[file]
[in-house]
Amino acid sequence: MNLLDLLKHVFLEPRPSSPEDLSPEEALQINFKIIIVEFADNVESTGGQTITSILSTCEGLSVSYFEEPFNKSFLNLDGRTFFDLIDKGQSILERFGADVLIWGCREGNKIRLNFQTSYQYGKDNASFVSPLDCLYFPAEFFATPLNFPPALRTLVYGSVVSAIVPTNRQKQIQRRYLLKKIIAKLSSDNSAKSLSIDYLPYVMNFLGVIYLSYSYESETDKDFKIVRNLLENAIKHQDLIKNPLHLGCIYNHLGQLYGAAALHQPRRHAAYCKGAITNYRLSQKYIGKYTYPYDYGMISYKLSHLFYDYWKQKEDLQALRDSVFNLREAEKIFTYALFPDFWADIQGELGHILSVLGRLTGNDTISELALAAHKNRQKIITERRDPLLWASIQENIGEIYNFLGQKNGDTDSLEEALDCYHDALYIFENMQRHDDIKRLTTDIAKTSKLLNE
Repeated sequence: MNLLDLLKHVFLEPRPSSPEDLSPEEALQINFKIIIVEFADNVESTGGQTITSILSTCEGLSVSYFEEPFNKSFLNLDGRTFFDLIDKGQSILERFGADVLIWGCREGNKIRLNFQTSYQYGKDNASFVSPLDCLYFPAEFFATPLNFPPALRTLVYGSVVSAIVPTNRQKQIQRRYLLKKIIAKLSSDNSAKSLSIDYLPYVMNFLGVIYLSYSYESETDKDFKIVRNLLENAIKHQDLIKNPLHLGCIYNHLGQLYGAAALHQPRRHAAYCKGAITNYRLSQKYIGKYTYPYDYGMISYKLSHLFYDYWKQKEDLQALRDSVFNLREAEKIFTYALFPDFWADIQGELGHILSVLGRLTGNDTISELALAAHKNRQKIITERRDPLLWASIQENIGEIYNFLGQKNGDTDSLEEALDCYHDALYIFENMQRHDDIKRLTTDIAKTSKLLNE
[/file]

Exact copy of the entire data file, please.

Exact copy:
[in-house]
Amino acid sequence: MNLLDLLKHVFLEPRPSSPEDLSPEEALQINFKIIIVEFADNVESTGGQTITSILSTCEGLSVSYFEEPFNKSFLNLDGRTFFDLIDKGQSILERFGADVLIWGCREGNKIRLNFQTSYQYGKDNASFVSPLDCLYFPAEFFATPLNFPPALRTLVYGSVVSAIVPTNRQKQIQRRYLLKKIIAKLSSDNSAKSLSIDYLPYVMNFLGVIYLSYSYESETDKDFKIVRNLLENAIKHQDLIKNPLHLGCIYNHLGQLYGAAALHQPRRHAAYCKGAITNYRLSQKYIGKYTYPYDYGMISYKLSHLFYDYWKQKEDLQALRDSVFNLREAEKIFTYALFPDFWADIQGELGHILSVLGRLTGNDTISELALAAHKNRQKIITERRDPLLWASIQENIGEIYNFLGQKNGDTDSLEEALDCYHDALYIFENMQRHDDIKRLTTDIAKTSKLLNE
Repeated sequence: MNLLDLLKHVFLEPRPSSPEDLSPEEALQINFKIIIVEFADNVESTGGQTITSILSTCEGLSVSYFEEPFNKSFLNLDGRTFFDLIDKGQSILERFGADVLIWGCREGNKIRLNFQTSYQYGKDNASFVSPLDCLYFPAEFFATPLNFPPALRTLVYGSVVSAIVPTNRQKQIQRRYLLKKIIAKLSSDNSAKSLSIDYLPYVMNFLGVIYLSYSYESETDKDFKIVRNLLENAIKHQDLIKNPLHLGCIYNHLGQLYGAAALHQPRRHAAYCKGAITNYRLSQKYIGKYTYPYDYGMISYKLSHLFYDYWKQKEDLQALRDSVFNLREAEKIFTYALFPDFWADIQGELGHILSVLGRLTGNDTISELALAAHKNRQKIITERRDPLLWASIQENIGEIYNFLGQKNGDTDSLEEALDCYHDALYIFENMQRHDDIKRLTTDIAKTSKLLNE